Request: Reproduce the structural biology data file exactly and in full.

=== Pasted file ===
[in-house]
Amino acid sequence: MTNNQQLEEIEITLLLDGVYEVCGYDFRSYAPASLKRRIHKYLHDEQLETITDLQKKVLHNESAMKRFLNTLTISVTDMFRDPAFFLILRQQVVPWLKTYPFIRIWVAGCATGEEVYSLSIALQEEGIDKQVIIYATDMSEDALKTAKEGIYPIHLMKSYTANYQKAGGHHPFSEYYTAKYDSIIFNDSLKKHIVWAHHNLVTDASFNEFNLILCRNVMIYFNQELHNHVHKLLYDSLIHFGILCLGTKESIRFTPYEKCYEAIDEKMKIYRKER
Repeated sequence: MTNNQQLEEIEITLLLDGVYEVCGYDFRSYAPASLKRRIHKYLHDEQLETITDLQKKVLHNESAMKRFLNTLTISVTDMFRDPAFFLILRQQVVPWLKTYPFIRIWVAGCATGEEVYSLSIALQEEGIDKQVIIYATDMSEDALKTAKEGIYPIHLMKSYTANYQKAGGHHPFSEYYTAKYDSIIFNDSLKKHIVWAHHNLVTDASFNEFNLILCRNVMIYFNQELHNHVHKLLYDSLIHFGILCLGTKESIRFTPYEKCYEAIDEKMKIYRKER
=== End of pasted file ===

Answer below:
[in-house]
Amino acid sequence: MTNNQQLEEIEITLLLDGVYEVCGYDFRSYAPASLKRRIHKYLHDEQLETITDLQKKVLHNESAMKRFLNTLTISVTDMFRDPAFFLILRQQVVPWLKTYPFIRIWVAGCATGEEVYSLSIALQEEGIDKQVIIYATDMSEDALKTAKEGIYPIHLMKSYTANYQKAGGHHPFSEYYTAKYDSIIFNDSLKKHIVWAHHNLVTDASFNEFNLILCRNVMIYFNQELHNHVHKLLYDSLIHFGILCLGTKESIRFTPYEKCYEAIDEKMKIYRKER
Repeated sequence: MTNNQQLEEIEITLLLDGVYEVCGYDFRSYAPASLKRRIHKYLHDEQLETITDLQKKVLHNESAMKRFLNTLTISVTDMFRDPAFFLILRQQVVPWLKTYPFIRIWVAGCATGEEVYSLSIALQEEGIDKQVIIYATDMSEDALKTAKEGIYPIHLMKSYTANYQKAGGHHPFSEYYTAKYDSIIFNDSLKKHIVWAHHNLVTDASFNEFNLILCRNVMIYFNQELHNHVHKLLYDSLIHFGILCLGTKESIRFTPYEKCYEAIDEKMKIYRKER